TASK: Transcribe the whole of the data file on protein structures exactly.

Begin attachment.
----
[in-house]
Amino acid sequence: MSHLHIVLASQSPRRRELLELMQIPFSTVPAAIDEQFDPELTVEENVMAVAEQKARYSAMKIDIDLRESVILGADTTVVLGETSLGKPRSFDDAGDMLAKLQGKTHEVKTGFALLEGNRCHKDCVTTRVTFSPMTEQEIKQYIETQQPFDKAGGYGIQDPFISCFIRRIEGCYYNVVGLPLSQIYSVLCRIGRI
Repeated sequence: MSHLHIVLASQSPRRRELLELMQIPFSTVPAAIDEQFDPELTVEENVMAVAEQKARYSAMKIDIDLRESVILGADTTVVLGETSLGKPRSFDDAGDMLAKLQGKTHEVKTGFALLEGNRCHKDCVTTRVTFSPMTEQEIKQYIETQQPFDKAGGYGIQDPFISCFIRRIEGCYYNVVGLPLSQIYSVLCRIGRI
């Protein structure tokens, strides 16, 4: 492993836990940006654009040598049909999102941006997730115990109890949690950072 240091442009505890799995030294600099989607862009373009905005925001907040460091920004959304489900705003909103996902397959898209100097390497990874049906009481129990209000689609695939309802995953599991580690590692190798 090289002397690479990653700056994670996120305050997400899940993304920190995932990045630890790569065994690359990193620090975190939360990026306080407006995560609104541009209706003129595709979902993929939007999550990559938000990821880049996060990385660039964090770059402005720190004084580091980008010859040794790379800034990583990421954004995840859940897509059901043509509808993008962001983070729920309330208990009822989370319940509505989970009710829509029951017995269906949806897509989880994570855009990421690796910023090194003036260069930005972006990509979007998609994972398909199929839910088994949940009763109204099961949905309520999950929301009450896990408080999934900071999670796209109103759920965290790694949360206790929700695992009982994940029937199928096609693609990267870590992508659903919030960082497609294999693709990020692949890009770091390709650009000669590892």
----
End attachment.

[in-house]
Amino acid sequence: MSHLHIVLASQSPRRRELLELMQIPFSTVPAAIDEQFDPELTVEENVMAVAEQKARYSAMKIDIDLRESVILGADTTVVLGETSLGKPRSFDDAGDMLAKLQGKTHEVKTGFALLEGNRCHKDCVTTRVTFSPMTEQEIKQYIETQQPFDKAGGYGIQDPFISCFIRRIEGCYYNVVGLPLSQIYSVLCRIGRI
Repeated sequence: MSHLHIVLASQSPRRRELLELMQIPFSTVPAAIDEQFDPELTVEENVMAVAEQKARYSAMKIDIDLRESVILGADTTVVLGETSLGKPRSFDDAGDMLAKLQGKTHEVKTGFALLEGNRCHKDCVTTRVTFSPMTEQEIKQYIETQQPFDKAGGYGIQDPFISCFIRRIEGCYYNVVGLPLSQIYSVLCRIGRI
């Protein structure tokens, strides 16, 4: 492993836990940006654009040598049909999102941006997730115990109890949690950072 240091442009505890799995030294600099989607862009373009905005925001907040460091920004959304489900705003909103996902397959898209100097390497990874049906009481129990209000689609695939309802995953599991580690590692190798 090289002397690479990653700056994670996120305050997400899940993304920190995932990045630890790569065994690359990193620090975190939360990026306080407006995560609104541009209706003129595709979902993929939007999550990559938000990821880049996060990385660039964090770059402005720190004084580091980008010859040794790379800034990583990421954004995840859940897509059901043509509808993008962001983070729920309330208990009822989370319940509505989970009710829509029951017995269906949806897509989880994570855009990421690796910023090194003036260069930005972006990509979007998609994972398909199929839910088994949940009763109204099961949905309520999950929301009450896990408080999934900071999670796209109103759920965290790694949360206790929700695992009982994940029937199928096609693609990267870590992508659903919030960082497609294999693709990020692949890009770091390709650009000669590892």